The Hepatitis C Virus infects the liver and it can spread to other body tissues such as the thyroid gland. Once inside the thyroid gland, it multiplies and may cause Hashimoto’s disease. Hepatitis C has also been found to trigger arthritis, diabetes, autoimmunity to the liver, Sjogren’s syndrome, and autoimmunity to the kidney. Chronic infection of the liver causes liver cirrhosis and even liver cancer.
Human herpesvirus 6 or HHV-6, is a herpes virus just like Epstein-Barr Virus, Cytomegalovirus, Chicken pox (varicella zoster), HHV-7, HHV-8 and Herpes simplex 1 and 2. There are two types of this virus including HHV-6A and HHV-6B. 100% of human beings get infected with HHV-6B by the age of three which results in fever, diarrhea and a rash called roseola. In rare cases it can cause seizures and encephalitis.
Epstein-Barr Virus or EBV is a herpes virus (Herpes 4) that is significantly connected to Hashimoto’s disease and many other autoimmune diseases. It is the most common infection I see in my patients with Hashimoto’s thyroiditis.
Discovered in 1982 in those with gastritis and ulcers, Helicobacter pylori or “H. pylori” is one of the most common infections connected to Hashimoto’s disease and also Graves’ disease for that matter. Like Yersinia enterocolitica and Epstein-Barr Virus infections, Hashimoto’s thyroiditis can be triggered by H. pylori through a process called molecular mimicry which basically means that the infection looks similar to your thyroid tissue so the immune system attacks the infection and the thyroid gland.
Yersinia enterocolitica is one of the most common infections I see in my patients who have Hashimoto’s disease. Let us explore some basic information about Yersinia so you can understand it better and how it relates to Hashimoto’s thyroiditis.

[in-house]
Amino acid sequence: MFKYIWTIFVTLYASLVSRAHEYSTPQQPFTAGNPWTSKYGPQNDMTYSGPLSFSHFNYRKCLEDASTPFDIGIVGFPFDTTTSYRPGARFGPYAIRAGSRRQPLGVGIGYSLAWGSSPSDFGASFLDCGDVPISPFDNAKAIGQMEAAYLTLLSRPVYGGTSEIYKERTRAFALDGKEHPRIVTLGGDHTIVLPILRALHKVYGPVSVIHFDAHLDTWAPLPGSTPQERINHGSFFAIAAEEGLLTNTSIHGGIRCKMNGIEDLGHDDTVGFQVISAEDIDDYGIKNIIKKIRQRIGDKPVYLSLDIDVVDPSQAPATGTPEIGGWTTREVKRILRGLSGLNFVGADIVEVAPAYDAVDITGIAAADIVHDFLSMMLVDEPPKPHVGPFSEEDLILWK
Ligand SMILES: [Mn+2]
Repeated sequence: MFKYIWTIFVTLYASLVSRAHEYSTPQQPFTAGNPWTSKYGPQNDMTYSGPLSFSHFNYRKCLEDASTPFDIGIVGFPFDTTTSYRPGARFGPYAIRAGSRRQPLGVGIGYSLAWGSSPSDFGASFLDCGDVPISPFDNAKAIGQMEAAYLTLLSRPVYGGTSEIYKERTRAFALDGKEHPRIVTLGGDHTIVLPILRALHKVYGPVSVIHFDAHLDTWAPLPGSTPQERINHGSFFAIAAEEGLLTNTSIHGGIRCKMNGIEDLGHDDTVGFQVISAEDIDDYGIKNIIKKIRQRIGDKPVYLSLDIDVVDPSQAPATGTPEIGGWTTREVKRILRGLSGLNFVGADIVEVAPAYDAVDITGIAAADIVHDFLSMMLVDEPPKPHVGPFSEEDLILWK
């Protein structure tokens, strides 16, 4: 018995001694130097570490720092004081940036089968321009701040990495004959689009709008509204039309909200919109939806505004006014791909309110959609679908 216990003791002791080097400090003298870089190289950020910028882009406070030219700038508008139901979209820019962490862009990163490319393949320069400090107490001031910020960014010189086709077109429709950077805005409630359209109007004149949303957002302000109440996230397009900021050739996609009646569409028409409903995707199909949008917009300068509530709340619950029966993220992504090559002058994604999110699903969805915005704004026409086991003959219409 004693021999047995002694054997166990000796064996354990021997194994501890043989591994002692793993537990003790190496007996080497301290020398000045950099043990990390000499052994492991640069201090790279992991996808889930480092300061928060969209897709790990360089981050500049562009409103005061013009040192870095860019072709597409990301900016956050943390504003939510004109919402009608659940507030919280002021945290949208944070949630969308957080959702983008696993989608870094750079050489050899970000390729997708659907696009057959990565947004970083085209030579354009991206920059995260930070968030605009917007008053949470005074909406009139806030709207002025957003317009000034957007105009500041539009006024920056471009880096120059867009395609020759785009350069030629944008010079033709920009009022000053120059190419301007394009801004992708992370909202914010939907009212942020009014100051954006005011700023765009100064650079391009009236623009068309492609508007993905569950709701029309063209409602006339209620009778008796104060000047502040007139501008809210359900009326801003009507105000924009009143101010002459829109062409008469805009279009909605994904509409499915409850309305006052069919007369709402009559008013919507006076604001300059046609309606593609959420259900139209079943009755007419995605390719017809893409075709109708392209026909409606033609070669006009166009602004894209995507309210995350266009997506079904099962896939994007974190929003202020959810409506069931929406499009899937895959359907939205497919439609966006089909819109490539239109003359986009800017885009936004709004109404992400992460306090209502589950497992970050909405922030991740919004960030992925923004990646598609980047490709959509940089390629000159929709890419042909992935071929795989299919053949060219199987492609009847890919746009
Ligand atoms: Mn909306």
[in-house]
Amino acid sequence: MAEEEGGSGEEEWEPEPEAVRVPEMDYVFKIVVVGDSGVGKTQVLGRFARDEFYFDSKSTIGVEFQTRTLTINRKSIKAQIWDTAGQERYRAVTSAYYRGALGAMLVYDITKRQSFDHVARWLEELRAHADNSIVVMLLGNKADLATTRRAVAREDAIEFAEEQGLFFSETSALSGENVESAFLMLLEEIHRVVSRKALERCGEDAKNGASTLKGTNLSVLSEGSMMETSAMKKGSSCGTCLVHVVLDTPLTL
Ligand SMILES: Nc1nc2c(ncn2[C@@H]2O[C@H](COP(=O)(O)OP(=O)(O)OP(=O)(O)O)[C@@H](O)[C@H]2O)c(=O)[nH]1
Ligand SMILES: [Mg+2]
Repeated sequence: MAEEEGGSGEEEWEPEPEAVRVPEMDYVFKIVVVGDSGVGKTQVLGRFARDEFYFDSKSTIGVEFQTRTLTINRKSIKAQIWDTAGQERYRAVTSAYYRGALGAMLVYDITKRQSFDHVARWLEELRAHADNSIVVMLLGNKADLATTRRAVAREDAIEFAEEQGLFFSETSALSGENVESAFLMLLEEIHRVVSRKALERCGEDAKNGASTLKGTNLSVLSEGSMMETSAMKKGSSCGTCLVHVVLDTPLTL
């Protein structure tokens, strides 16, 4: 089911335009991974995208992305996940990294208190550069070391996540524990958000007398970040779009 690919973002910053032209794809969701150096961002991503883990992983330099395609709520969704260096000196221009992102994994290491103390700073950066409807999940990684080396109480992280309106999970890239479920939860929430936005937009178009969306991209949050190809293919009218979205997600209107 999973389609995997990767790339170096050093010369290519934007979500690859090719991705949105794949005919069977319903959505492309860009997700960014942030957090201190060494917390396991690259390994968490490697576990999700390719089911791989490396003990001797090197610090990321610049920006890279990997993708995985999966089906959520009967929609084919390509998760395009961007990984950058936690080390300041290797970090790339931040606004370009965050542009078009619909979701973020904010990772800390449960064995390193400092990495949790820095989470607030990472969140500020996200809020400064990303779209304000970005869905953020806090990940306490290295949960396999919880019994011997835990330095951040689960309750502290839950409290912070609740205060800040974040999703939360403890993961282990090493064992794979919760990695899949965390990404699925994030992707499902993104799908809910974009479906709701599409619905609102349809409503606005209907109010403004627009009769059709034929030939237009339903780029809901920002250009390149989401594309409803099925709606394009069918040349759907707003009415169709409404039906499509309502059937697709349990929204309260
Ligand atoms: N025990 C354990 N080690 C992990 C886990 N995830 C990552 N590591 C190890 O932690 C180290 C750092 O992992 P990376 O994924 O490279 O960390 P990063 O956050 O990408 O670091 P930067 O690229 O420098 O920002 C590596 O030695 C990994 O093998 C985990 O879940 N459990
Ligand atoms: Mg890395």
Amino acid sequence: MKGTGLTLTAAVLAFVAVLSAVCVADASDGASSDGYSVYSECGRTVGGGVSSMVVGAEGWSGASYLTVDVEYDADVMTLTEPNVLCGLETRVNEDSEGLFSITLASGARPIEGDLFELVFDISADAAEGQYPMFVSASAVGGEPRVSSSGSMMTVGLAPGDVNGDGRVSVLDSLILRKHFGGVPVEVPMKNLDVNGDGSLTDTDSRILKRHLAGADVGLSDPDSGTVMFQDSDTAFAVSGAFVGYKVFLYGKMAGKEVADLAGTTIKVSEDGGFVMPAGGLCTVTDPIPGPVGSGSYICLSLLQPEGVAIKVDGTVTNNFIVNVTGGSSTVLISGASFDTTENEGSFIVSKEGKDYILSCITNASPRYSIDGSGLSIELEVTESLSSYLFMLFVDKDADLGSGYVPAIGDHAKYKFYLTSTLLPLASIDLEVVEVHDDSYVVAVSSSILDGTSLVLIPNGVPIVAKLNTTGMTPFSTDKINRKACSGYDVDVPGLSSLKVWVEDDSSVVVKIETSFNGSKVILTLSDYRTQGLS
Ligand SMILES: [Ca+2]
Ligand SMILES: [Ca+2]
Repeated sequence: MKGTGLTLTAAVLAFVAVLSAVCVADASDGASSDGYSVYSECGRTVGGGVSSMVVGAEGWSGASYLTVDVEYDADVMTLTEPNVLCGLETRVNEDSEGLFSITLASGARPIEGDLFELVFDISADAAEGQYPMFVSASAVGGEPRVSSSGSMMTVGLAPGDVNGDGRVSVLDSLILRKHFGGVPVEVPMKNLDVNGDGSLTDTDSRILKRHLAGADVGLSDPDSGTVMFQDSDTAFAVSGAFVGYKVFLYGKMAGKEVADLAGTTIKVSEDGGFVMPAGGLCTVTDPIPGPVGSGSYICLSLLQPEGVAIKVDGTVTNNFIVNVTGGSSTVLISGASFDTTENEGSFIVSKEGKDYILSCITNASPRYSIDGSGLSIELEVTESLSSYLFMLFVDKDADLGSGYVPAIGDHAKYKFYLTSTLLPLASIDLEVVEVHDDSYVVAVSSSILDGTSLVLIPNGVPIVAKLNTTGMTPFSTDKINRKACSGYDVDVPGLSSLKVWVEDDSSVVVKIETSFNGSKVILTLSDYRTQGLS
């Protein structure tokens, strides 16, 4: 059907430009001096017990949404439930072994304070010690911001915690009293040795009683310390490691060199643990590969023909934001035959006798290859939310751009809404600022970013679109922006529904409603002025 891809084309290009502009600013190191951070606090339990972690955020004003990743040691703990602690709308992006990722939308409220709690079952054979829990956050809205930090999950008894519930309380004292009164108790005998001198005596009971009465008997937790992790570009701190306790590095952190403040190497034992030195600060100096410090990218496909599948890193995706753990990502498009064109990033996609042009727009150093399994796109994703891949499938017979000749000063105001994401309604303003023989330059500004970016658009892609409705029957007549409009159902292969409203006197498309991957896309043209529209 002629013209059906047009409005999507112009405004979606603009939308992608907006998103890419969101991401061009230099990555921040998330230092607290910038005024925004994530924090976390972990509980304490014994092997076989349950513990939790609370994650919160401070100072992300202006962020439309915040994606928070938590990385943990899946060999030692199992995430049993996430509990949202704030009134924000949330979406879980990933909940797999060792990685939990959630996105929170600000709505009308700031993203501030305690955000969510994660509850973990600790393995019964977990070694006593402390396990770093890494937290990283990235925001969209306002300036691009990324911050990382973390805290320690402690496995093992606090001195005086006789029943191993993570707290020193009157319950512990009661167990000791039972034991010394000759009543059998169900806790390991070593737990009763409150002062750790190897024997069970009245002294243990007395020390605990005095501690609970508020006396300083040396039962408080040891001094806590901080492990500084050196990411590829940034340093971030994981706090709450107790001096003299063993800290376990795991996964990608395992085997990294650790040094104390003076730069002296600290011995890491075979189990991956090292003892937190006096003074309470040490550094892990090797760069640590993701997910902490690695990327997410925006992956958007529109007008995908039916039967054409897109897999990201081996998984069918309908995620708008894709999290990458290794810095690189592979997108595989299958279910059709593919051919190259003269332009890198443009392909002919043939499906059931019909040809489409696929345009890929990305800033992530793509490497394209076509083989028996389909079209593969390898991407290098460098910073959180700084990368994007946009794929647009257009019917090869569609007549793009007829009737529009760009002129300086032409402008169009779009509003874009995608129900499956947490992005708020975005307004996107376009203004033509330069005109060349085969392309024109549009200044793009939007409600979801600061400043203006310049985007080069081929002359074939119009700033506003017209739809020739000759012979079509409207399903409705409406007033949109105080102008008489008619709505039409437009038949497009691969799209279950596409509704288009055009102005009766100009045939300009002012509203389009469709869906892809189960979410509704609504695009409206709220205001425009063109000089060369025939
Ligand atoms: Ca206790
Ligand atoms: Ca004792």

In this podcast episode I interview Dana Trentini, the founder of the well-known Hypothyroid Mom blog. I really enjoyed our talk, in particular discussing thyroid issues with someone who is so passionate about thyroid health.
Dana Trentini created the thyroid advocacy blog Hypothyroid Mom. Dana launched her blog on October 1st, 2012, in memory of the unborn baby she lost due to hypothyroidism. She set out on a mission to learn all she could about hypothyroidism and to share her discoveries with people around the globe. Dana has since been featured in The Wall Street Journal and The Atlantic.
The thyroid gland, like any gland in your body, requires a number of basic nutrients to function properly. Every day your thyroid gland produces a certain amount of thyroid hormone that requires specific building blocks. If any of those building blocks are missing, your thyroid may not make enough thyroid hormone and you may suffer from common symptoms of hypothyroidism such as: Read more
If you have a thyroid problem, the way you should eat is very similar to that of an individual who does not have a thyroid issue. Organic foods contain fewer amounts of chemicals and pesticides which, as you know from the thyroid-disrupting chemical chapter article, can have a negative effect on the thyroid gland. The main goals of a thyroid diet are those which remove any stress from the thyroid gland itself and any systems that may be affecting the thyroid gland. Read more
The thyroid is a small gland that lies in the neck about the level of the Adam’s apple and weighs approximately one ounce. It produces thyroid hormone and calcitonin. The parathyroid glands are very small and lie on the outside portion of the thyroid gland and secrete parathyroid hormone. Thyroid hormone ignites your metabolism so you can burn fat and produce energy. We will be focusing on thyroid hormone.
The thyroid gland is stimulated to make thyroid hormone by thyroid-stimulating hormone (TSH) which is produced in the pituitary gland located in the brain. The pituitary is controlled by the hypothalamus in the brain which monitors the amount of circulating thyroid hormone. Iodine must enter the thyroid gland through a transport system that is repaired with the intake of vitamin C. There is usually about 20-30 mg of iodine in the body and 75 percent of it is stored in the thyroid. In addition to iodine, iron, tyrosine, selenium, vitamin E, vitamin C, vitamin D, magnesium, zinc, copper, and vitamins B2, B3, and B6 are required for thyroid hormone production. Read more